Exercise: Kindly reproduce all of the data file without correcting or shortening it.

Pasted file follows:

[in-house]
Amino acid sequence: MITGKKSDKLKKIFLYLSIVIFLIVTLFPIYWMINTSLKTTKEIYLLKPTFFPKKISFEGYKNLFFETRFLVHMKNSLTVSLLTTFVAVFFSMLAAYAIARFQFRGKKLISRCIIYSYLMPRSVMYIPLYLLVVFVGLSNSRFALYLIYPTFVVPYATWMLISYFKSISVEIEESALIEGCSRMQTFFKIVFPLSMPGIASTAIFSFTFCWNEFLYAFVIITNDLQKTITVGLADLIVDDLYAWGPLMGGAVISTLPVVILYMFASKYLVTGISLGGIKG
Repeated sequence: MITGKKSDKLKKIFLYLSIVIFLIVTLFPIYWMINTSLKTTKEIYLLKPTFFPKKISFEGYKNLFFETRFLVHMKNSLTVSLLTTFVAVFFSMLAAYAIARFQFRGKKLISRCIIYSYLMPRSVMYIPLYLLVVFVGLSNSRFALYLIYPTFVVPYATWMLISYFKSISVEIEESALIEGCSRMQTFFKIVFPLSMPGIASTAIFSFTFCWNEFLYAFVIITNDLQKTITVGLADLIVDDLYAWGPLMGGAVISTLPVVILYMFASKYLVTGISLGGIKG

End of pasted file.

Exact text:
[in-house]
Amino acid sequence: MITGKKSDKLKKIFLYLSIVIFLIVTLFPIYWMINTSLKTTKEIYLLKPTFFPKKISFEGYKNLFFETRFLVHMKNSLTVSLLTTFVAVFFSMLAAYAIARFQFRGKKLISRCIIYSYLMPRSVMYIPLYLLVVFVGLSNSRFALYLIYPTFVVPYATWMLISYFKSISVEIEESALIEGCSRMQTFFKIVFPLSMPGIASTAIFSFTFCWNEFLYAFVIITNDLQKTITVGLADLIVDDLYAWGPLMGGAVISTLPVVILYMFASKYLVTGISLGGIKG
Repeated sequence: MITGKKSDKLKKIFLYLSIVIFLIVTLFPIYWMINTSLKTTKEIYLLKPTFFPKKISFEGYKNLFFETRFLVHMKNSLTVSLLTTFVAVFFSMLAAYAIARFQFRGKKLISRCIIYSYLMPRSVMYIPLYLLVVFVGLSNSRFALYLIYPTFVVPYATWMLISYFKSISVEIEESALIEGCSRMQTFFKIVFPLSMPGIASTAIFSFTFCWNEFLYAFVIITNDLQKTITVGLADLIVDDLYAWGPLMGGAVISTLPVVILYMFASKYLVTGISLGGIKG